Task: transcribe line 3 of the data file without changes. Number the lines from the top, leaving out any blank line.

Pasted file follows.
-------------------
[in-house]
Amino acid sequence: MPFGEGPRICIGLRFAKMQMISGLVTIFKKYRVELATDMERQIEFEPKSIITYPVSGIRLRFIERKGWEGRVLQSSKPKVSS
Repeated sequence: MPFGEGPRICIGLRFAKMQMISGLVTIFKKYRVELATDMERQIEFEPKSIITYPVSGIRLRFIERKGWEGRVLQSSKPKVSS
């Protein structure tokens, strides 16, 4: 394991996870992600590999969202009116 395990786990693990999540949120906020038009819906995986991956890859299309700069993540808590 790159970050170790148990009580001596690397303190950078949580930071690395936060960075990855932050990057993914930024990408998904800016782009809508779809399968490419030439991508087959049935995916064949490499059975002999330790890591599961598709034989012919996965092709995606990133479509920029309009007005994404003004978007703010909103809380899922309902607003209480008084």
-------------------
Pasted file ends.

Repeated sequence: MPFGEGPRICIGLRFAKMQMISGLVTIFKKYRVELATDMERQIEFEPKSIITYPVSGIRLRFIERKGWEGRVLQSSKPKVSS